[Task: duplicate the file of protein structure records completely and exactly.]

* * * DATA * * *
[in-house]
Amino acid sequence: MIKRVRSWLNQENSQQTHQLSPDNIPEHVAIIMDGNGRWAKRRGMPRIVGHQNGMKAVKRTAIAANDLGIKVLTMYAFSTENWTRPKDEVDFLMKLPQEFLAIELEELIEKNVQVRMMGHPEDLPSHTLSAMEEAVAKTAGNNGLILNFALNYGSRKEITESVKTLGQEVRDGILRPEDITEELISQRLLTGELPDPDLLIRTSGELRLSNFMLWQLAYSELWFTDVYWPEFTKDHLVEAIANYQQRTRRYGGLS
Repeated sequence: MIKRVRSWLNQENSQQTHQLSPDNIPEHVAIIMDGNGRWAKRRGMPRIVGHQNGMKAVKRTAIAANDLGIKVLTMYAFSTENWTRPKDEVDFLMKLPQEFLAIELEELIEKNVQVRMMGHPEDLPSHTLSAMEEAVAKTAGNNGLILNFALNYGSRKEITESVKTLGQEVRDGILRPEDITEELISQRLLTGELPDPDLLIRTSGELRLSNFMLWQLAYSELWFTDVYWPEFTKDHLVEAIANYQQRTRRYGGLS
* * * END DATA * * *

[in-house]
Amino acid sequence: MIKRVRSWLNQENSQQTHQLSPDNIPEHVAIIMDGNGRWAKRRGMPRIVGHQNGMKAVKRTAIAANDLGIKVLTMYAFSTENWTRPKDEVDFLMKLPQEFLAIELEELIEKNVQVRMMGHPEDLPSHTLSAMEEAVAKTAGNNGLILNFALNYGSRKEITESVKTLGQEVRDGILRPEDITEELISQRLLTGELPDPDLLIRTSGELRLSNFMLWQLAYSELWFTDVYWPEFTKDHLVEAIANYQQRTRRYGGLS
Repeated sequence: MIKRVRSWLNQENSQQTHQLSPDNIPEHVAIIMDGNGRWAKRRGMPRIVGHQNGMKAVKRTAIAANDLGIKVLTMYAFSTENWTRPKDEVDFLMKLPQEFLAIELEELIEKNVQVRMMGHPEDLPSHTLSAMEEAVAKTAGNNGLILNFALNYGSRKEITESVKTLGQEVRDGILRPEDITEELISQRLLTGELPDPDLLIRTSGELRLSNFMLWQLAYSELWFTDVYWPEFTKDHLVEAIANYQQRTRRYGGLS